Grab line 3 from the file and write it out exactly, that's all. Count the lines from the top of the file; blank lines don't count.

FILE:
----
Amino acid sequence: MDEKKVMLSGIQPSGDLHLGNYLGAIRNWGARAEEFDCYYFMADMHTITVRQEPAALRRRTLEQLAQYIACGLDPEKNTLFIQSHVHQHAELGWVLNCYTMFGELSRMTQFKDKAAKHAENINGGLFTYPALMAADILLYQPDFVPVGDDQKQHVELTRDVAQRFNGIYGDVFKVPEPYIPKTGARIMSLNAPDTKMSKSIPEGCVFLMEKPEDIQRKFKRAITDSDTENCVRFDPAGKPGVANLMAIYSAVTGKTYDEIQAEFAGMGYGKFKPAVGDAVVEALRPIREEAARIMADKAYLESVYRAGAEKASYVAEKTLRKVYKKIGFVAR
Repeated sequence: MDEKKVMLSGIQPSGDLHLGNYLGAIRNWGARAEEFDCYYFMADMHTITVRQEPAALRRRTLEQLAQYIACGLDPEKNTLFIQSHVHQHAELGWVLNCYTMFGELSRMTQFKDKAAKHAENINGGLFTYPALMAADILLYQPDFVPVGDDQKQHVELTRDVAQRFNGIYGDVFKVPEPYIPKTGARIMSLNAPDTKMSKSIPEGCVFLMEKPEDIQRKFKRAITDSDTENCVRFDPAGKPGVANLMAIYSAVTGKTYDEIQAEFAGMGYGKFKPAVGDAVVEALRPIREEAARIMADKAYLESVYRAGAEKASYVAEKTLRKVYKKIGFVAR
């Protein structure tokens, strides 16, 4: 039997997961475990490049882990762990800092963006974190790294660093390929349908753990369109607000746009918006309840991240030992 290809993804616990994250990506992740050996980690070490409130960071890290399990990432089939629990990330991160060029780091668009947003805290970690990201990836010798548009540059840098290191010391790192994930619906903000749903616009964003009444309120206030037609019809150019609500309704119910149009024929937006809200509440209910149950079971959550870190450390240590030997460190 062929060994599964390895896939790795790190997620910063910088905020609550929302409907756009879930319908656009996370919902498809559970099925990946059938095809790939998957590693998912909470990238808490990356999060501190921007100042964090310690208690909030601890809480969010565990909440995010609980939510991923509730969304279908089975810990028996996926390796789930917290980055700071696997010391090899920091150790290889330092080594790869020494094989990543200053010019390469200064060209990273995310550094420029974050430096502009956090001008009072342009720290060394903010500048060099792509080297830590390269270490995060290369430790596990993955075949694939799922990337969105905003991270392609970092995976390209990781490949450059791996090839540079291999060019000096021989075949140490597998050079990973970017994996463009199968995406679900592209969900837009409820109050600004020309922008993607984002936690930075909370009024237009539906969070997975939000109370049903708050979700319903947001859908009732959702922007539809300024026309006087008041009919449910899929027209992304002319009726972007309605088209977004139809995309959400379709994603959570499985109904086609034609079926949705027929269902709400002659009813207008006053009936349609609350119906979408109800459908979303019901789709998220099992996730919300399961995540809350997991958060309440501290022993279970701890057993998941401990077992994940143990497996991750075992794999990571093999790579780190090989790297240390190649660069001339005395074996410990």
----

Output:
């Protein structure tokens, strides 16, 4: 039997997961475990490049882990762990800092963006974190790294660093390929349908753990369109607000746009918006309840991240030992 290809993804616990994250990506992740050996980690070490409130960071890290399990990432089939629990990330991160060029780091668009947003805290970690990201990836010798548009540059840098290191010391790192994930619906903000749903616009964003009444309120206030037609019809150019609500309704119910149009024929937006809200509440209910149950079971959550870190450390240590030997460190 062929060994599964390895896939790795790190997620910063910088905020609550929302409907756009879930319908656009996370919902498809559970099925990946059938095809790939998957590693998912909470990238808490990356999060501190921007100042964090310690208690909030601890809480969010565990909440995010609980939510991923509730969304279908089975810990028996996926390796789930917290980055700071696997010391090899920091150790290889330092080594790869020494094989990543200053010019390469200064060209990273995310550094420029974050430096502009956090001008009072342009720290060394903010500048060099792509080297830590390269270490995060290369430790596990993955075949694939799922990337969105905003991270392609970092995976390209990781490949450059791996090839540079291999060019000096021989075949140490597998050079990973970017994996463009199968995406679900592209969900837009409820109050600004020309922008993607984002936690930075909370009024237009539906969070997975939000109370049903708050979700319903947001859908009732959702922007539809300024026309006087008041009919449910899929027209992304002319009726972007309605088209977004139809995309959400379709994603959570499985109904086609034609079926949705027929269902709400002659009813207008006053009936349609609350119906979408109800459908979303019901789709998220099992996730919300399961995540809350997991958060309440501290022993279970701890057993998941401990077992994940143990497996991750075992794999990571093999790579780190090989790297240390190649660069001339005395074996410990």